Sensory processing challenges are common and often difficult for children on the autism spectrum and can affect some neurotypical children. Furthermore, sensory processing atypicalities are associated with autistic traits and other co-occurring behaviors associated with autism, such as intolerance of uncertainty. As such, traits common to autism may vary continuously across diagnostic boundaries (i.e., Broad Autism Phenotype). Working to uncover behavioral and neurophysiologic correlates of sensory differences could positively impact clinical support of children with and without a diagnosis of autism. Therefore, this study examined relationships between sensory processing, intolerance of uncertainty (a possible measure of prediction), autistic traits, and associated resting state brain connectivity, in autistic (n=30) and neurotypical (NT; n=26) children ages 6-11. To this end, we calculated the relationships between behavioral scores on measures related to sensory processing, intolerance of uncertainty, and autistic traits. Also, we carried out independent component network functional connectivity analysis to investigate associations between cortical and cerebellar networks and behavioral results. Autistic participants presented with significant correlations of sensory processing with autistic traits and sensory processing with intolerance of uncertainty. Neurotypical participants presented with significant correlations of autistic traits with sensory processing and autistic traits with intolerance of uncertainty. Between groups correlations demonstrated sensory processing and intolerance of uncertainty scores overlapping and spanning the groups. Brain (rs-fMRI)--behavioral relationships regarding the above were also examined revealing strong associations between sensory and cerebellar networks and behavioral scores. Overall, our findings suggest that sensory differences may be related to altered prediction abilities and, in NT children, autistic traits. Neurophysiologic data pointed to abnormal functional connectivity between sensory cortices and the cerebellum in autistic children. These findings provide evidence for the notion of the BAP and suggest a role of prediction in sensory processing and its behavioral correlates.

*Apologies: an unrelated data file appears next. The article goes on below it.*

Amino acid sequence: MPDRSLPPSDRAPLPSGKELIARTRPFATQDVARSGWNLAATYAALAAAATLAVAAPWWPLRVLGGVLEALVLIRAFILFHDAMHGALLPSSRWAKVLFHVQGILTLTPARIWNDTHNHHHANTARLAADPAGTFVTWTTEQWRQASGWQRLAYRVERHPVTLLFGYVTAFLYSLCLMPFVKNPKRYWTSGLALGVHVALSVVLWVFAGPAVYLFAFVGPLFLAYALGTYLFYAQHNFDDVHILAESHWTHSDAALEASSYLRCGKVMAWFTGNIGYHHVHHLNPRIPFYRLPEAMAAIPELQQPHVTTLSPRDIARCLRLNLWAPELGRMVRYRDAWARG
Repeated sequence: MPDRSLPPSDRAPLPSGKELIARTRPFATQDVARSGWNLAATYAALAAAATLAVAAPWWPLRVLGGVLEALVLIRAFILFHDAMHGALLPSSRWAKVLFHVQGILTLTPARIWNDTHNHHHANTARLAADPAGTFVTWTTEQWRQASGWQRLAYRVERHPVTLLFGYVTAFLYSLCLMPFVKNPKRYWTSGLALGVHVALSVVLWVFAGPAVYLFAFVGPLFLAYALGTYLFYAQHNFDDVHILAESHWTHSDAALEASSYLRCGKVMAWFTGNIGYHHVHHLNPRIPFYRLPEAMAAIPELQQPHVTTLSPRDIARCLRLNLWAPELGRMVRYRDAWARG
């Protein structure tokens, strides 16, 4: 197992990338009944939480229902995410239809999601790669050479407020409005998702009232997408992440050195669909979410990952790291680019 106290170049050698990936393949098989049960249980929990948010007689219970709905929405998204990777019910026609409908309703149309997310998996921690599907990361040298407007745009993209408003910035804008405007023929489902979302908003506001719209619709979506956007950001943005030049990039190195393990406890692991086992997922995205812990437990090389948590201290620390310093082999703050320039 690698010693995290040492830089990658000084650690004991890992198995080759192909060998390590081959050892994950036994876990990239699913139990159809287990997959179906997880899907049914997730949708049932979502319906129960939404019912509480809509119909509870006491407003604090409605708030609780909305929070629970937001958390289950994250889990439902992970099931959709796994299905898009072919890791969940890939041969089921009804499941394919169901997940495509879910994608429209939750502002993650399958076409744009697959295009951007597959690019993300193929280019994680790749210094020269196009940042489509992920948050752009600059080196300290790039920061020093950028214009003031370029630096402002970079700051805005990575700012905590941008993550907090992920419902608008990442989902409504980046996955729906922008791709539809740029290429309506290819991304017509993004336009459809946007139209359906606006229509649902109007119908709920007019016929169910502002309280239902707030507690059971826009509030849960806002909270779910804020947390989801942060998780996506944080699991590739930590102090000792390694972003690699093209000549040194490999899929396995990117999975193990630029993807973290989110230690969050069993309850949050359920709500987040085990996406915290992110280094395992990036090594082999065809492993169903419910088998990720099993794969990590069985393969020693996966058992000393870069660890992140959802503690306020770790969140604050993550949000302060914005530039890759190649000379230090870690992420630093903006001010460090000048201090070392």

College and Department

David O. McKay School of Education; Communication Disorders



Date Submitted


Document Type





autism, resting state, sensory processing, intolerance of uncertainty



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Education Commons